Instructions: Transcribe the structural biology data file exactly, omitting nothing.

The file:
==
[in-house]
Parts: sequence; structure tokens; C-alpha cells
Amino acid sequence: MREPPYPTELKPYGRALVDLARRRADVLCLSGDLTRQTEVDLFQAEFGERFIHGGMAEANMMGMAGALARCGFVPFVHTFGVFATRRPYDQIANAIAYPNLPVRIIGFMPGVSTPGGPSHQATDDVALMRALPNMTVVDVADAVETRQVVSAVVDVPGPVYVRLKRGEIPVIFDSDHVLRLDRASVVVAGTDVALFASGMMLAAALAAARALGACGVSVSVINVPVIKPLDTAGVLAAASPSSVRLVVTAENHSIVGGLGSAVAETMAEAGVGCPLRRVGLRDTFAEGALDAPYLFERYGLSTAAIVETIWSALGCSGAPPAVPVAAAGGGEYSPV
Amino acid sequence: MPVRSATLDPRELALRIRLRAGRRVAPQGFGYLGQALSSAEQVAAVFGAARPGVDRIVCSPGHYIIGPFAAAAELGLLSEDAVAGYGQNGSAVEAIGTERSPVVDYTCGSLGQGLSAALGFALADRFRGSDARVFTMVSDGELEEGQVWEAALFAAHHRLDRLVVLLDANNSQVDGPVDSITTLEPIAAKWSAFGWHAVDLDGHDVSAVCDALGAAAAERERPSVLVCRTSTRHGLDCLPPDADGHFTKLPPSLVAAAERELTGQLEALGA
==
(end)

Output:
[in-house]
Parts: sequence; structure tokens; C-alpha cells
Amino acid sequence: MREPPYPTELKPYGRALVDLARRRADVLCLSGDLTRQTEVDLFQAEFGERFIHGGMAEANMMGMAGALARCGFVPFVHTFGVFATRRPYDQIANAIAYPNLPVRIIGFMPGVSTPGGPSHQATDDVALMRALPNMTVVDVADAVETRQVVSAVVDVPGPVYVRLKRGEIPVIFDSDHVLRLDRASVVVAGTDVALFASGMMLAAALAAARALGACGVSVSVINVPVIKPLDTAGVLAAASPSSVRLVVTAENHSIVGGLGSAVAETMAEAGVGCPLRRVGLRDTFAEGALDAPYLFERYGLSTAAIVETIWSALGCSGAPPAVPVAAAGGGEYSPV
Amino acid sequence: MPVRSATLDPRELALRIRLRAGRRVAPQGFGYLGQALSSAEQVAAVFGAARPGVDRIVCSPGHYIIGPFAAAAELGLLSEDAVAGYGQNGSAVEAIGTERSPVVDYTCGSLGQGLSAALGFALADRFRGSDARVFTMVSDGELEEGQVWEAALFAAHHRLDRLVVLLDANNSQVDGPVDSITTLEPIAAKWSAFGWHAVDLDGHDVSAVCDALGAAAAERERPSVLVCRTSTRHGLDCLPPDADGHFTKLPPSLVAAAERELTGQLEALGA